MS: And as far as you know, and from your experiences, was the Women's Center from the start O.K. on lesbianism?
MS: So it didn't go through any of those harrowing experiences that other feminist groups did?
SO: Not really harrowing in terms of a gay-straight split. But one of the things that I think was true a lot was that there was an assumption that women involved with the Center were lesbians.
MS: Was that true?
SO: A lot of them were. It was certainly a much higher proportion than the general population.
MS: And how did the Women's Center deal in the first couple of years with race issues, would you say?
SO: I don't know that they really dealt with them that much. I mean they sort of talked about the litany of things to be dealt with--sexism, racism, homophobia. And I'd say that there were a fair number of Black women who went there. There were a few Asian women. I don't think any Latina women.
MS: Were there any problems in the first couple of years that you remember in terms of racism that erupted. Or that people were called out on?
SO: No, no.
MS: Why do you think the Women's Center was spared all of that? Was it that it was a little later than some of those splits happened in other feminist groups?
SO: That may be. And the fact that lesbians were so much involved in having set it up in the first place. And the first director was a lesbian.
MS: What was her name?
SO: Sharon. Her name now is Sharon Malali. At the time she was still using her married name, which was Goldberg. And so she and Emi Tenuka were officially director and administrative assistant. But they had arranged to split their salaries so that they had the same salary.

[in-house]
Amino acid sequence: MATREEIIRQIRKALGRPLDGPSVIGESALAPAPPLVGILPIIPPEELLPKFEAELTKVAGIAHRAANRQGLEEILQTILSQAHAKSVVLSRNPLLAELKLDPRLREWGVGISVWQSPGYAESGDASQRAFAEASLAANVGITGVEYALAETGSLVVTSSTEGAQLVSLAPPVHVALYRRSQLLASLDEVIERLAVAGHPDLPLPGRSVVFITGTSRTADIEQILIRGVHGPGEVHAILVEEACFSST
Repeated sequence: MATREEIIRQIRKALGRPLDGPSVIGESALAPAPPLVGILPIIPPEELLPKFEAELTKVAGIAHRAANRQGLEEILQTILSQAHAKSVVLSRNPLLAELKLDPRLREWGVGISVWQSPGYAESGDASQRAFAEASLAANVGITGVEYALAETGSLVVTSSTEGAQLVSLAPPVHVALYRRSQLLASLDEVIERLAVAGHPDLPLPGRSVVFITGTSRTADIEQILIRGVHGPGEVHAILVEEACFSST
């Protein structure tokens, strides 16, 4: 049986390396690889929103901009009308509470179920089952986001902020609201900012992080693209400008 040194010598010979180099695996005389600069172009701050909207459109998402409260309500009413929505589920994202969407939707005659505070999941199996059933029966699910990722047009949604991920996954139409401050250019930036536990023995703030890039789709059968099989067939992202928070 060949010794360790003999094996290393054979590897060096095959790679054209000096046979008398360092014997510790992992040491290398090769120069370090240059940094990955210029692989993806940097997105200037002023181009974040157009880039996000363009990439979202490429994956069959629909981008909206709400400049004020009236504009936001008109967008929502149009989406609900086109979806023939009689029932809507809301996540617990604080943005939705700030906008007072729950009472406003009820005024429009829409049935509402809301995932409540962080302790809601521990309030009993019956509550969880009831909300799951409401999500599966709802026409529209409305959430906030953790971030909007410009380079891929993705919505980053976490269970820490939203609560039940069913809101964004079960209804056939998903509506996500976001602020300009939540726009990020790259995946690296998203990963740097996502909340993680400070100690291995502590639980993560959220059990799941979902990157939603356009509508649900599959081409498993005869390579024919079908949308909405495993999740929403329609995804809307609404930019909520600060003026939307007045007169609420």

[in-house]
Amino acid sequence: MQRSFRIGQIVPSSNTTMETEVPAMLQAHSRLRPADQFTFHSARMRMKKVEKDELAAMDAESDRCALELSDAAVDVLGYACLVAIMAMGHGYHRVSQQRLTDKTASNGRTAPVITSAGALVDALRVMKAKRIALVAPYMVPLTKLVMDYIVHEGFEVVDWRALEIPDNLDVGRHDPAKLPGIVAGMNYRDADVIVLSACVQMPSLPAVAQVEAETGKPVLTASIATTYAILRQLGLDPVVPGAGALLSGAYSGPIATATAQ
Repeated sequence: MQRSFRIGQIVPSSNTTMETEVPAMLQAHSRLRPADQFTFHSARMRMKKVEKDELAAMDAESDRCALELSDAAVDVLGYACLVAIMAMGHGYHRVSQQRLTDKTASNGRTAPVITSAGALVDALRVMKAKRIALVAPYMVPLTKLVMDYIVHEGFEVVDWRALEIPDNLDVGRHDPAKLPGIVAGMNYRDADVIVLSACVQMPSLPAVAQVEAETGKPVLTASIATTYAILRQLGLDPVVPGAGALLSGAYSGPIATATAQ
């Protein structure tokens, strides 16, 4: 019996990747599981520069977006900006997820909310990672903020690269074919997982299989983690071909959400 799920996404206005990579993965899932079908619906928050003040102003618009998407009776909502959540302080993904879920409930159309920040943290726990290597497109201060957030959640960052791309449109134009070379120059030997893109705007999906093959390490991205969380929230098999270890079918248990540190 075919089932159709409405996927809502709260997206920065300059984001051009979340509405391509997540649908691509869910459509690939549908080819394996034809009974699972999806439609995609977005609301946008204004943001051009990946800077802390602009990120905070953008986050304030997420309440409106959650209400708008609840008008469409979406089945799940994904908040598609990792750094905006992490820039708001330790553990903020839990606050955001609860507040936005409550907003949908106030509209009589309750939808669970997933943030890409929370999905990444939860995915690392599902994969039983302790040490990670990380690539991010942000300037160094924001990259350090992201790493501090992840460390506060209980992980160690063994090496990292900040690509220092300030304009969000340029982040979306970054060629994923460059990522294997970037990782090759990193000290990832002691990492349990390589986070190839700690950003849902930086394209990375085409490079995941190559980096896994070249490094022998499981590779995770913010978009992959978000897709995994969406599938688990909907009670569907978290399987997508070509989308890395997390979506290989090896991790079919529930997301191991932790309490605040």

MS: Is that right?
SO: Basically they functioned as co-coordinators.
MS: And the second person you mentioned, was she Asian American?
SO: Yeah. Emi Tenuka. I think she's working for the Community Women's Education Project now. She's a photographer.
MS: What sort of things did the Women's Center do?
SO: It was a meeting place for different groups within the Penn Women's Alliance.
MS: Where was it, actually? I should ask you that.
SO: Well I can't remember the name of the building. The building that's like catty-cornered across from the Christian Association. As you're looking at College Hall, it's to the right of College Hall. But it's on 36th Street, right beside that.
MS: Williams or Logan?
SO: Logan Hall.
MS: Logan Hall.
SO: Yeah, it was in Logan Hall. A nice large suite of rooms.
MS: Oh that's where the Women's Studies Department is now.
SO: Yeah, yeah. And actually I think setting up a women's studies department might have been one of those demands. Because it was right about the same time that the Women's Studies Department got started.
MS: So you were saying that it was a space that held a space for meetings.